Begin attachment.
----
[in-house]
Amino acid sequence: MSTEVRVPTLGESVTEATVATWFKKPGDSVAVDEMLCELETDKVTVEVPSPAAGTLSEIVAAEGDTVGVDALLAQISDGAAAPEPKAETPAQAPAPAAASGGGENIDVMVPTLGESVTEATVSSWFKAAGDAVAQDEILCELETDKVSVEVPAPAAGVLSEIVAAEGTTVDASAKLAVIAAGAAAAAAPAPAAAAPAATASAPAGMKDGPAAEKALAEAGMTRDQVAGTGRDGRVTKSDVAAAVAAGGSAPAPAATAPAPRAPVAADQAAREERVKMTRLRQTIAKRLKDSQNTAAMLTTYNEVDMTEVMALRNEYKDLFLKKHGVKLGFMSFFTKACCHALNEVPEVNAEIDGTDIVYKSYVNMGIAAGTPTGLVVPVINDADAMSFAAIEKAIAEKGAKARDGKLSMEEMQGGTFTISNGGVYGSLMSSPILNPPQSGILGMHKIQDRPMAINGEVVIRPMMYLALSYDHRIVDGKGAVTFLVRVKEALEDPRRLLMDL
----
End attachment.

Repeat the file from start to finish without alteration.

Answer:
[in-house]
Amino acid sequence: MSTEVRVPTLGESVTEATVATWFKKPGDSVAVDEMLCELETDKVTVEVPSPAAGTLSEIVAAEGDTVGVDALLAQISDGAAAPEPKAETPAQAPAPAAASGGGENIDVMVPTLGESVTEATVSSWFKAAGDAVAQDEILCELETDKVSVEVPAPAAGVLSEIVAAEGTTVDASAKLAVIAAGAAAAAAPAPAAAAPAATASAPAGMKDGPAAEKALAEAGMTRDQVAGTGRDGRVTKSDVAAAVAAGGSAPAPAATAPAPRAPVAADQAAREERVKMTRLRQTIAKRLKDSQNTAAMLTTYNEVDMTEVMALRNEYKDLFLKKHGVKLGFMSFFTKACCHALNEVPEVNAEIDGTDIVYKSYVNMGIAAGTPTGLVVPVINDADAMSFAAIEKAIAEKGAKARDGKLSMEEMQGGTFTISNGGVYGSLMSSPILNPPQSGILGMHKIQDRPMAINGEVVIRPMMYLALSYDHRIVDGKGAVTFLVRVKEALEDPRRLLMDL